The middle one is of Furby the day of his rescue on November 3, 2009. This photo has now won several cat contests. Furby’s latest prize was a $115 cat bed in December 2011. He’s a good sport and shares it with the other cats. Unfortunately, Furby is hard to get a good photo of these days. He’s mastered the sneaky cat expression and basically looks guilty all of the time. This is good for my making funny captioned photos, but he’s outgrown the cute phase. To hear Furby tell it, he prefers to look guilty all of the time to throw me off on when he really has done something wrong.
Annabelle, Garfield, Pinky and Pippa have since gone to their own families through various rescues and private adoptions.
I had to “close” this collage with a photo of our cat-dog Cujo. Cujo is now very popular on many social networking sites, as cat-dogs are a very rare breed. I’ve spoken with several cat-dog owners, who like me, have small dogs being raised as cats. Please don’t ever mention that D-O-G word around him:he may bite you! Cujo not only loves to play ambush, he also has been taught the ability to stalk and pounce, as well as to chase a cat toy on a string. Isn’t he adorable!? Doesn’t this photo just make you want to copy, paste and share? Go ahead! Please put www.furbyshouse.com in the bottom right corner in small letters so I get credit. It’s always a show of courtesy to acknowledge the photographer.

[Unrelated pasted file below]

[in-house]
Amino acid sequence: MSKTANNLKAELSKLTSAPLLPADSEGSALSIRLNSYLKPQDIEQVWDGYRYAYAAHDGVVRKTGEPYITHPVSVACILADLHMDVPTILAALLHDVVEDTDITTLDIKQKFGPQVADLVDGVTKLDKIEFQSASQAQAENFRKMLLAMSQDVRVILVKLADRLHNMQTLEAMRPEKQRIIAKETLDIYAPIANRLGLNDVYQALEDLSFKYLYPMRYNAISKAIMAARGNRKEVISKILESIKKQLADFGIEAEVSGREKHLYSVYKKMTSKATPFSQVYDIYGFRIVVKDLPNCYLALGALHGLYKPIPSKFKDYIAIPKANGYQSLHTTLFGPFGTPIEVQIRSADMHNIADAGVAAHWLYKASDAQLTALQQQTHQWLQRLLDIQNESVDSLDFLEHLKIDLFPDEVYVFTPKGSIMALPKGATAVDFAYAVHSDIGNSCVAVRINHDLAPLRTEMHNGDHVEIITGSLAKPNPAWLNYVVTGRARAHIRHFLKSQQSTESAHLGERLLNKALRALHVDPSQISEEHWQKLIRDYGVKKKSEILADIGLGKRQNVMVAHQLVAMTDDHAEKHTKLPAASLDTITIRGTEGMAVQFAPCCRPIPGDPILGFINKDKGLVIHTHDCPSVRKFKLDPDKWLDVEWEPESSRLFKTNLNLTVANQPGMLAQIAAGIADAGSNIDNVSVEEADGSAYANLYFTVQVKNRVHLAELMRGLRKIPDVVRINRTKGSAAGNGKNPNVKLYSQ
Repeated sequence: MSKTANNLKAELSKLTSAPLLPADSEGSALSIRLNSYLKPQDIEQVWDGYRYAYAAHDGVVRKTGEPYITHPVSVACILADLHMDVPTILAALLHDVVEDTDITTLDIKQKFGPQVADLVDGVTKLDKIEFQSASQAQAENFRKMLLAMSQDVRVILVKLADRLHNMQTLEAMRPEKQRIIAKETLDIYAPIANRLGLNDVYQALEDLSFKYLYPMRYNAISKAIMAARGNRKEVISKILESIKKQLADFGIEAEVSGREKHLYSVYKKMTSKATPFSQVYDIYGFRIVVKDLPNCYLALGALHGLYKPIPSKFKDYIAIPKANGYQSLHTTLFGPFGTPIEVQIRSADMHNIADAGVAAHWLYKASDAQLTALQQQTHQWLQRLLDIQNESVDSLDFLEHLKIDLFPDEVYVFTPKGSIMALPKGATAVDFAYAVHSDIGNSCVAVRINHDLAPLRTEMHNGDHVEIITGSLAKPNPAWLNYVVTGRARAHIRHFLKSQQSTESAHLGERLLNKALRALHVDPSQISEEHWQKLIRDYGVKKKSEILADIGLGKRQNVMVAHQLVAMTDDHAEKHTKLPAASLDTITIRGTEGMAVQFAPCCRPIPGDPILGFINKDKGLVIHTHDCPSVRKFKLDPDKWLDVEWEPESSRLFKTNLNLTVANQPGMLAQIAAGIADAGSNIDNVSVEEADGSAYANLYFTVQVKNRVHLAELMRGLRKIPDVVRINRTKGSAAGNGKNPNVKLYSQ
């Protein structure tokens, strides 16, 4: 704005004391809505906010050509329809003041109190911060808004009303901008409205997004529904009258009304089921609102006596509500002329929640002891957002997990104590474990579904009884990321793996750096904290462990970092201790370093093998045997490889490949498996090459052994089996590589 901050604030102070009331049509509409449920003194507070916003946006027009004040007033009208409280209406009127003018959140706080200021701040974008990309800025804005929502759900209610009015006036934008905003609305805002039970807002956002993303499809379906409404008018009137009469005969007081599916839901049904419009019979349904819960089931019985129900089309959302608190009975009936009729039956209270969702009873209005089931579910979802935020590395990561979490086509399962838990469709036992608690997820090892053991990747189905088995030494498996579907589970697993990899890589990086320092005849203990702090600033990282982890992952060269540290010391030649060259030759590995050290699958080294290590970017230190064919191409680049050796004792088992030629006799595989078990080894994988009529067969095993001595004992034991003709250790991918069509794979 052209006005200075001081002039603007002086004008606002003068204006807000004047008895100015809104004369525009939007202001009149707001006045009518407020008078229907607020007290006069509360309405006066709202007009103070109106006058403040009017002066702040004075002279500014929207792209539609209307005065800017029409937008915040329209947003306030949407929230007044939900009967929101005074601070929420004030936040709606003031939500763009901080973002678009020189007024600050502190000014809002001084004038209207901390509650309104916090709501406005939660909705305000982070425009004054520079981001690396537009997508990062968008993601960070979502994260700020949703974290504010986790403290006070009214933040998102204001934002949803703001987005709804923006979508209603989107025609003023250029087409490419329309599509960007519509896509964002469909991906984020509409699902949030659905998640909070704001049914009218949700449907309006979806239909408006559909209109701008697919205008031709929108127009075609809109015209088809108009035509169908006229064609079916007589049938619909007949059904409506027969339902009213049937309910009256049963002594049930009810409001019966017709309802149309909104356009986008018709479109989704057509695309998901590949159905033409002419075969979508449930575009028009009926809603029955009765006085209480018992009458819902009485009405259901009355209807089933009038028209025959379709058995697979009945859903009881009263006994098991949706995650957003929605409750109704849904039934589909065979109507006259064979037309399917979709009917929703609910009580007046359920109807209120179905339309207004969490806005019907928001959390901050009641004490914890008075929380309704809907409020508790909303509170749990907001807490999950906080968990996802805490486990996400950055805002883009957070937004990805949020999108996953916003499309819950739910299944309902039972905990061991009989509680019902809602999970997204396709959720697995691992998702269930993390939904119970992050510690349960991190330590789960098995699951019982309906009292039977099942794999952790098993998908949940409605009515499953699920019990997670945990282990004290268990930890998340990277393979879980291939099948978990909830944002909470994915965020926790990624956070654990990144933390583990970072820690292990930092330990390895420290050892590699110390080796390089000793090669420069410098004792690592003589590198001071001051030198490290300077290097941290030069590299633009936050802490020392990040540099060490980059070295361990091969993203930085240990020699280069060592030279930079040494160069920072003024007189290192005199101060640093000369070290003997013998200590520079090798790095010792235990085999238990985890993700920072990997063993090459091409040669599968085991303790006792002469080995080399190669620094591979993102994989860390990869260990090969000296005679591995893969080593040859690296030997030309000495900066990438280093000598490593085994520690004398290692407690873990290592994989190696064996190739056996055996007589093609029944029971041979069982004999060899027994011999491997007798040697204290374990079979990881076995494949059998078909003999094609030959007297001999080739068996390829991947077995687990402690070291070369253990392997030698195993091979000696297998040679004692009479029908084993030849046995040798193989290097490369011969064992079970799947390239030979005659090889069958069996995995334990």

What Are Your Thoughts?
Do you suffer from share-the-cuteness syndrome like many of us on social networking sites? Personally, I tend to remember friends who post these cutie-pies more easily than those who just make comments or post photos of other subject matter. Do you believe the study was accurate and cute photos trigger aggression? Or are you as I am, and just want to spread the happy around and be the first one of your friends to post a really awesome photo?